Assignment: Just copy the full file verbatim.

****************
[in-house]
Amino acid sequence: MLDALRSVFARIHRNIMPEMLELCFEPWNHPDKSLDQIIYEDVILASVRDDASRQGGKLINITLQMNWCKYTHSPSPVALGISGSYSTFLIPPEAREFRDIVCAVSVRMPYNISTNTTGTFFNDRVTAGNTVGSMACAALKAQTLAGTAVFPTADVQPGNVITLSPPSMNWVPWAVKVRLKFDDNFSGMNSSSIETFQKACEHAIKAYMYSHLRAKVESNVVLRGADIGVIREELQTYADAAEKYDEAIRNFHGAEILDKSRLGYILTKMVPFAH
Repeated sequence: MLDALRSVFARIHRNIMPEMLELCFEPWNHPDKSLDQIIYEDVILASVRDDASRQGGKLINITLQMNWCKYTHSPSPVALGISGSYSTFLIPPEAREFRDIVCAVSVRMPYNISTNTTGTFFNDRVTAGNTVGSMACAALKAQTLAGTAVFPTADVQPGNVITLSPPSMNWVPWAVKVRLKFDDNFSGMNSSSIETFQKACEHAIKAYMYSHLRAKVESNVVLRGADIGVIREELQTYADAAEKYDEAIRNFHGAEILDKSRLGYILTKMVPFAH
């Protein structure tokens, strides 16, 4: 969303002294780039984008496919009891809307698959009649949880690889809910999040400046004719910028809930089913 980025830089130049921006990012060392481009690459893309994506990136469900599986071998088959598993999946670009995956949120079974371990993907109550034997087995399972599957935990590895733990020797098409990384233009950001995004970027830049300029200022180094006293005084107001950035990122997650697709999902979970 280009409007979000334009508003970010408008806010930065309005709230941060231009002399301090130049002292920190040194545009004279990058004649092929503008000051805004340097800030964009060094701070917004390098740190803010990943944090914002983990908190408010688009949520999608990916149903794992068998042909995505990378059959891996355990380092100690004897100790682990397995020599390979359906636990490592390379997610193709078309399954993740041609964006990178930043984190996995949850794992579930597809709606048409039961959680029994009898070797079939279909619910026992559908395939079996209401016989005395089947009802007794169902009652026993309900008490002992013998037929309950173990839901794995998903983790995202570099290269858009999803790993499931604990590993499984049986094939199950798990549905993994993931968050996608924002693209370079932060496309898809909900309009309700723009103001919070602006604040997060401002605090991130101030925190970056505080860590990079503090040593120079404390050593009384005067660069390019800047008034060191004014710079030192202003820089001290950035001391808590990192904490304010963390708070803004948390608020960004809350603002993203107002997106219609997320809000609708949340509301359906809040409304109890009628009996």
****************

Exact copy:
[in-house]
Amino acid sequence: MLDALRSVFARIHRNIMPEMLELCFEPWNHPDKSLDQIIYEDVILASVRDDASRQGGKLINITLQMNWCKYTHSPSPVALGISGSYSTFLIPPEAREFRDIVCAVSVRMPYNISTNTTGTFFNDRVTAGNTVGSMACAALKAQTLAGTAVFPTADVQPGNVITLSPPSMNWVPWAVKVRLKFDDNFSGMNSSSIETFQKACEHAIKAYMYSHLRAKVESNVVLRGADIGVIREELQTYADAAEKYDEAIRNFHGAEILDKSRLGYILTKMVPFAH
Repeated sequence: MLDALRSVFARIHRNIMPEMLELCFEPWNHPDKSLDQIIYEDVILASVRDDASRQGGKLINITLQMNWCKYTHSPSPVALGISGSYSTFLIPPEAREFRDIVCAVSVRMPYNISTNTTGTFFNDRVTAGNTVGSMACAALKAQTLAGTAVFPTADVQPGNVITLSPPSMNWVPWAVKVRLKFDDNFSGMNSSSIETFQKACEHAIKAYMYSHLRAKVESNVVLRGADIGVIREELQTYADAAEKYDEAIRNFHGAEILDKSRLGYILTKMVPFAH
């Protein structure tokens, strides 16, 4: 969303002294780039984008496919009891809307698959009649949880690889809910999040400046004719910028809930089913 980025830089130049921006990012060392481009690459893309994506990136469900599986071998088959598993999946670009995956949120079974371990993907109550034997087995399972599957935990590895733990020797098409990384233009950001995004970027830049300029200022180094006293005084107001950035990122997650697709999902979970 280009409007979000334009508003970010408008806010930065309005709230941060231009002399301090130049002292920190040194545009004279990058004649092929503008000051805004340097800030964009060094701070917004390098740190803010990943944090914002983990908190408010688009949520999608990916149903794992068998042909995505990378059959891996355990380092100690004897100790682990397995020599390979359906636990490592390379997610193709078309399954993740041609964006990178930043984190996995949850794992579930597809709606048409039961959680029994009898070797079939279909619910026992559908395939079996209401016989005395089947009802007794169902009652026993309900008490002992013998037929309950173990839901794995998903983790995202570099290269858009999803790993499931604990590993499984049986094939199950798990549905993994993931968050996608924002693209370079932060496309898809909900309009309700723009103001919070602006604040997060401002605090991130101030925190970056505080860590990079503090040593120079404390050593009384005067660069390019800047008034060191004014710079030192202003820089001290950035001391808590990192904490304010963390708070803004948390608020960004809350603002993203107002997106219609997320809000609708949340509301359906809040409304109890009628009996």